Letters to the Editor

Poor people are not lazy

In response to Peter DiGiuseppe’s Letter to the Editor, “Rich people work harder,” printed in the Northeast Times on July 10:

Nothing had my blood boil more than when I read the letter by Peter DiGiuseppe on July 10, “Rich people work harder.”

On average, rich people work more because they can. They often have less physical work jobs and therefore can work more hours. As for poor people, often they can only find part-time work and have little control over their work hours. Also, their jobs tend to be more physical.

The poor people I know often work two or three jobs just to make ends meet. In some cases, this can lead to safety concerns, i.e. driving accidents from a lack of sleep, mistakes on the job and injury to themselves and coworkers.

Rich and poor use drugs and alcohol at the same rate. But the rich have access to better lawyers and are incarcerated at much lower rates.

Mr. DiGiuseppe also said that if poor people made better choices, they would get rich. I hope he then supports places like Planned Parenthood so women and men can get the reproductive help they need. Or is sex only allowed for rich people and not poor?

So please don’t lump poor people into the category of being lazy, making poor choices and just looking for a handout. Please read what researchers say about these issues. Let’s stop the corporate welfare system and let our tax dollars go to where they are truly needed. I support all the politicians who are coming up with ways to combat this issue. And, yes, I support more taxes on the rich.

Barbara Frederici

Holme Circle

Trump’s tweet was wrong

With regard to the president’s tweet about the four congresswomen of color, there is no way around it. The president’s tweet was completely wrong and un-American.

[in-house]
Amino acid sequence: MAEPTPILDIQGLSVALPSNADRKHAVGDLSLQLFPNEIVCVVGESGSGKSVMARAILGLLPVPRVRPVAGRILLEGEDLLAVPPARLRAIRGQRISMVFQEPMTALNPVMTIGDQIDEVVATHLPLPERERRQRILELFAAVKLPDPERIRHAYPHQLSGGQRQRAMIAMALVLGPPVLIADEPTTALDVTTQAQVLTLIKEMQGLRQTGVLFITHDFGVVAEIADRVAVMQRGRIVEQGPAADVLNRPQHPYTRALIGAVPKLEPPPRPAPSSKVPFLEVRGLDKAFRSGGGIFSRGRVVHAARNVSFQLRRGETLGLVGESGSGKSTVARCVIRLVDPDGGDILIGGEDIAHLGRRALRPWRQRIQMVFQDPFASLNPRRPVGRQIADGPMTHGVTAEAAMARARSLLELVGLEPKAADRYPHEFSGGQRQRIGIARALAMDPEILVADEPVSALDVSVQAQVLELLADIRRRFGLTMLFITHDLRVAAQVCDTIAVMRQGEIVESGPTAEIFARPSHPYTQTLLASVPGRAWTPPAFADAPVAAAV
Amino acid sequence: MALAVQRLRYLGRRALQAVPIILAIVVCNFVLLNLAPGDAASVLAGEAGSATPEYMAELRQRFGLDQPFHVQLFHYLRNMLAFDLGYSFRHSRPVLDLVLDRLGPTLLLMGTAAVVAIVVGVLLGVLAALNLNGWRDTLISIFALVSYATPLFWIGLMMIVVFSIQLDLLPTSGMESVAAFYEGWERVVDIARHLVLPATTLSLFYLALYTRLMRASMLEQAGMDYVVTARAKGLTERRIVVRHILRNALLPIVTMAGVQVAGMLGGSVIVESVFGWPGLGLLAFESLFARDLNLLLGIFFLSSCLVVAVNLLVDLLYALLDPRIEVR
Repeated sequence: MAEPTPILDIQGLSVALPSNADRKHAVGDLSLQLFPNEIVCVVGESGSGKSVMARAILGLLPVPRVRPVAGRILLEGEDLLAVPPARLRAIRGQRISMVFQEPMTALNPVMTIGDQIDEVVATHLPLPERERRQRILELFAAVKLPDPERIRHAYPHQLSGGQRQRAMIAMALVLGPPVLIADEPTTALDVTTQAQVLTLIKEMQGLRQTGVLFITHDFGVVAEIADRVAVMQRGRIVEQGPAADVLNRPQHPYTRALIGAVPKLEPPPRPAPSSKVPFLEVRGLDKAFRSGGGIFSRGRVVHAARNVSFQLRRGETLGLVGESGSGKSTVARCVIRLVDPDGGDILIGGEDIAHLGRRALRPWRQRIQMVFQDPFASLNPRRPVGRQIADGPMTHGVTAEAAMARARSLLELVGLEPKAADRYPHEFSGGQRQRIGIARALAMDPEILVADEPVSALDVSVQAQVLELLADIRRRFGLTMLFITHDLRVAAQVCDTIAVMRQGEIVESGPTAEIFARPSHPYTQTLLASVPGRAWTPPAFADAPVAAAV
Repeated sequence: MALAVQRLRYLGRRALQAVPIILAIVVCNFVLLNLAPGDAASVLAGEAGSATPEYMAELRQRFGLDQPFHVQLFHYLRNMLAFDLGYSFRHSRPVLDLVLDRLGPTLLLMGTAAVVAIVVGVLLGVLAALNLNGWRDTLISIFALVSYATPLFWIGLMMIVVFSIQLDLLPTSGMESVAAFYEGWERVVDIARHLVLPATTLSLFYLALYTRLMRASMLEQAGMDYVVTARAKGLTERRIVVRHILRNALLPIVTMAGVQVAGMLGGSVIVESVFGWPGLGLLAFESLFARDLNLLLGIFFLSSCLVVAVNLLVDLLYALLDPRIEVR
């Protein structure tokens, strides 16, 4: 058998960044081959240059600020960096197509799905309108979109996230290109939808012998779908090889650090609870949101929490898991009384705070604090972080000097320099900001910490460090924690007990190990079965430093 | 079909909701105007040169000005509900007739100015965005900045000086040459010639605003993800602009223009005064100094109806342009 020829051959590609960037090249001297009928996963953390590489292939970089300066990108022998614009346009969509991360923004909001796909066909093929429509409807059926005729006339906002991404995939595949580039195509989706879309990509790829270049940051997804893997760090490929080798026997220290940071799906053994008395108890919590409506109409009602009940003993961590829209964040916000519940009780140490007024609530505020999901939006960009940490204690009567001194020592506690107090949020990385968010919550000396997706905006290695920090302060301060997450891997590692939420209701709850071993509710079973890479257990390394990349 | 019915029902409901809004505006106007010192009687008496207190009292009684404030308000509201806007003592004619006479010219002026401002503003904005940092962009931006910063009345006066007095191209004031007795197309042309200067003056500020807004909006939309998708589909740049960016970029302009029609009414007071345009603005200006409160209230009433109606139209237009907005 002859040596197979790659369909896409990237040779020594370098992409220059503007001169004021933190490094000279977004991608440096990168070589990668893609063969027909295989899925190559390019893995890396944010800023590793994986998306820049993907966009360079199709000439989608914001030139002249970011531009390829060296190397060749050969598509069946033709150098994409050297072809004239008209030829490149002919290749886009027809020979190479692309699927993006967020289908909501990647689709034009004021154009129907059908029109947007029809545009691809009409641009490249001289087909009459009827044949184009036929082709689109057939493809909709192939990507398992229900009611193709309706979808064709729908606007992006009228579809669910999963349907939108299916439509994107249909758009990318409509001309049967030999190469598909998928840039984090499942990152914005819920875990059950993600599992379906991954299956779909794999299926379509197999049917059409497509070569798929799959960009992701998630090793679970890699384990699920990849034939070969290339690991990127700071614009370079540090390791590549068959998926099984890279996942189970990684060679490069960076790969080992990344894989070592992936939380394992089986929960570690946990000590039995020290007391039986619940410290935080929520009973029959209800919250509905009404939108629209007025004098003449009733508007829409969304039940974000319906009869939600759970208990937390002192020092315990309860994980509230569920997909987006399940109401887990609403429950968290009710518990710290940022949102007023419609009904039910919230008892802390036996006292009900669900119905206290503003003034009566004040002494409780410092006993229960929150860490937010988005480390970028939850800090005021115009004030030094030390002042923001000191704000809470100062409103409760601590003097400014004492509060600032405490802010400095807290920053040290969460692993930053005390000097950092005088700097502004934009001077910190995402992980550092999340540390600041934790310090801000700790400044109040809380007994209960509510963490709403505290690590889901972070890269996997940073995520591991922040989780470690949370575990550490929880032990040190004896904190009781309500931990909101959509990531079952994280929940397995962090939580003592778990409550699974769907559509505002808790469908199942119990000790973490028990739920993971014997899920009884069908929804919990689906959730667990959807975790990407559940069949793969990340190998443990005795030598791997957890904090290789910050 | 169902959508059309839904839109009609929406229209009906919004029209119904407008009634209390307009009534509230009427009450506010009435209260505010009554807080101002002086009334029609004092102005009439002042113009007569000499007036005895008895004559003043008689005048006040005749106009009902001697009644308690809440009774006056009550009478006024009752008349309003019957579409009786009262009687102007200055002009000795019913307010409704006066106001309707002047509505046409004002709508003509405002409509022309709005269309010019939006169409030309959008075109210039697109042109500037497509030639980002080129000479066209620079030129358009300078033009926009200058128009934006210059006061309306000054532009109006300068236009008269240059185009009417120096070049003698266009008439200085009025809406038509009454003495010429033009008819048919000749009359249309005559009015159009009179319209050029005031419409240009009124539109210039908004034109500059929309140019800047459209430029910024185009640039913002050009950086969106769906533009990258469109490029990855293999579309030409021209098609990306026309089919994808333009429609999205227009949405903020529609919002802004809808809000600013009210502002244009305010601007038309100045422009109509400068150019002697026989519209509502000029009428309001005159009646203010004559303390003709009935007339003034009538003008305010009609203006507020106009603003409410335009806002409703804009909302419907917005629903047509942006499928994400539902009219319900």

Congressman Brendan Boyle, a first-generation American, whose father immigrated from Ireland, rightfully pointed out that the president never told the congressman to “go back,” when the president disagreed with the congressman’s liberal and progressive agenda. Why these four women of color, then?

I am grateful for Congressman Boyle and the other elected officials with the moral strength and guts to quickly condemn the president’s tweet, and I am ashamed of those who failed to do so. Because the only remedy to “bad” speech is with “good” speech.

Daniel A. Alvarez

Somerton

Be proud of our military

Back in the day, didn’t we watch sci-fi movies that showed the Earth being invaded by space aliens, and what was the first thing they employed when they were being attacked? The military, and it was the tanks that were rolled out first to attack the invaders.

So why are these politicians in Washington so against President Trump wanting a military parade with tanks on the Fourth of July in our nation’s capital, when it is the military, the police, and the National Guard that are sent out to protect the citizens, like in the movies?

Shouldn’t we be proud of our military and those who serve, especially when families are sending their sons and daughters to serve in the armed forces? So why don’t we see what we are spending our money on?

It’s not all about Trump, like these politicians keep insisting, rather it’s President Trump gladly supporting our servicemen and women to celebrate and showcase them on a day that is meant for our independence that came from their sacrifices.

These politicians should show respect and gratitude for our police and military and stop the negativity against them and the president.

Al Ulus

Somerton

Thanks, Parks and Rec

On June 4 last year, the state House and Senate officially declared July 19 as Park and Recreation Professionals Day.

This resolution highlights the work that public servants and caring individuals do to maintain and continuously improve our parks and provide programming and recreation.

Parks and recreation provide people with a sense of community through connecting people to their neighbors and families. Parks are proven to improve water and air quality and provide habitat for wildlife as well as provide a place where people can connect with nature.

As a Philadelphia resident, connecting with nature isn’t a very frequent occurrence. This makes the parks we do have so influential and that much more special because they provide an experience that most of us living in the city don’t have on a daily basis.

Show your appreciation for the professionals who make our parks and recreation possible by visiting your local park or recreation facility and thanking a worker for all that they do — they deserve it.

Jacquelyn Oberdorf

PennEnvironment Intern